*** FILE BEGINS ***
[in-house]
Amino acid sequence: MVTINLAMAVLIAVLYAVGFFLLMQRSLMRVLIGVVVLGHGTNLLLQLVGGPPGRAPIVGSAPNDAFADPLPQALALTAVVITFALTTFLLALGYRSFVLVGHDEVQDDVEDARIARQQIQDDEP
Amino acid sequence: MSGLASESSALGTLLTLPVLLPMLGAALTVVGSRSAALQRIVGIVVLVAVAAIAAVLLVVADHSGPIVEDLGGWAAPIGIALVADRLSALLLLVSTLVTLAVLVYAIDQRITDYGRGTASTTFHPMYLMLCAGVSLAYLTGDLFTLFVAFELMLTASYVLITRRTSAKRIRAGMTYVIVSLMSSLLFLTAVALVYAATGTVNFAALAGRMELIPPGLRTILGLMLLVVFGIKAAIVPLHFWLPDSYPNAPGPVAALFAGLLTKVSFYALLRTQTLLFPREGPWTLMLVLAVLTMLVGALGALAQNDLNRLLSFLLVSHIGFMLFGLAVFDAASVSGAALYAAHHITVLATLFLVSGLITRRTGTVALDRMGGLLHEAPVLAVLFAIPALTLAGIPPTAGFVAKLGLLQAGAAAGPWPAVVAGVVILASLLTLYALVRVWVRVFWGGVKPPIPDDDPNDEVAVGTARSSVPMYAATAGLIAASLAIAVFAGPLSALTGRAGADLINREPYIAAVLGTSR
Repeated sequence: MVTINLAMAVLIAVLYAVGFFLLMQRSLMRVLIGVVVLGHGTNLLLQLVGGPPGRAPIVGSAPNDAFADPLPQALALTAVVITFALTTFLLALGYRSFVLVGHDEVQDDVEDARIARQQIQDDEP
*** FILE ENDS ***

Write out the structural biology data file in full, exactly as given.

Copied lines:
[in-house]
Amino acid sequence: MVTINLAMAVLIAVLYAVGFFLLMQRSLMRVLIGVVVLGHGTNLLLQLVGGPPGRAPIVGSAPNDAFADPLPQALALTAVVITFALTTFLLALGYRSFVLVGHDEVQDDVEDARIARQQIQDDEP
Amino acid sequence: MSGLASESSALGTLLTLPVLLPMLGAALTVVGSRSAALQRIVGIVVLVAVAAIAAVLLVVADHSGPIVEDLGGWAAPIGIALVADRLSALLLLVSTLVTLAVLVYAIDQRITDYGRGTASTTFHPMYLMLCAGVSLAYLTGDLFTLFVAFELMLTASYVLITRRTSAKRIRAGMTYVIVSLMSSLLFLTAVALVYAATGTVNFAALAGRMELIPPGLRTILGLMLLVVFGIKAAIVPLHFWLPDSYPNAPGPVAALFAGLLTKVSFYALLRTQTLLFPREGPWTLMLVLAVLTMLVGALGALAQNDLNRLLSFLLVSHIGFMLFGLAVFDAASVSGAALYAAHHITVLATLFLVSGLITRRTGTVALDRMGGLLHEAPVLAVLFAIPALTLAGIPPTAGFVAKLGLLQAGAAAGPWPAVVAGVVILASLLTLYALVRVWVRVFWGGVKPPIPDDDPNDEVAVGTARSSVPMYAATAGLIAASLAIAVFAGPLSALTGRAGADLINREPYIAAVLGTSR
Repeated sequence: MVTINLAMAVLIAVLYAVGFFLLMQRSLMRVLIGVVVLGHGTNLLLQLVGGPPGRAPIVGSAPNDAFADPLPQALALTAVVITFALTTFLLALGYRSFVLVGHDEVQDDVEDARIARQQIQDDEP